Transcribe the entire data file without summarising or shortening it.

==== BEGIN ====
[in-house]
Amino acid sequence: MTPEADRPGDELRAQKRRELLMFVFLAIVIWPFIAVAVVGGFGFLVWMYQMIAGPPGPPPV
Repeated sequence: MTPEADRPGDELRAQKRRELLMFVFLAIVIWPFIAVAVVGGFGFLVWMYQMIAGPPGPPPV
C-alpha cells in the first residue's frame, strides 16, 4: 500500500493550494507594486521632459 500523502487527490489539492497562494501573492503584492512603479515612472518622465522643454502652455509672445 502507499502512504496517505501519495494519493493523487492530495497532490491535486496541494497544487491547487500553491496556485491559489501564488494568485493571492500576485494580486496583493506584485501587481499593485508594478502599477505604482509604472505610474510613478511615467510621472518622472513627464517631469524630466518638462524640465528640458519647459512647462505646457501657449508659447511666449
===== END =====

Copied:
[in-house]
Amino acid sequence: MTPEADRPGDELRAQKRRELLMFVFLAIVIWPFIAVAVVGGFGFLVWMYQMIAGPPGPPPV
Repeated sequence: MTPEADRPGDELRAQKRRELLMFVFLAIVIWPFIAVAVVGGFGFLVWMYQMIAGPPGPPPV
C-alpha cells in the first residue's frame, strides 16, 4: 500500500493550494507594486521632459 500523502487527490489539492497562494501573492503584492512603479515612472518622465522643454502652455509672445 502507499502512504496517505501519495494519493493523487492530495497532490491535486496541494497544487491547487500553491496556485491559489501564488494568485493571492500576485494580486496583493506584485501587481499593485508594478502599477505604482509604472505610474510613478511615467510621472518622472513627464517631469524630466518638462524640465528640458519647459512647462505646457501657449508659447511666449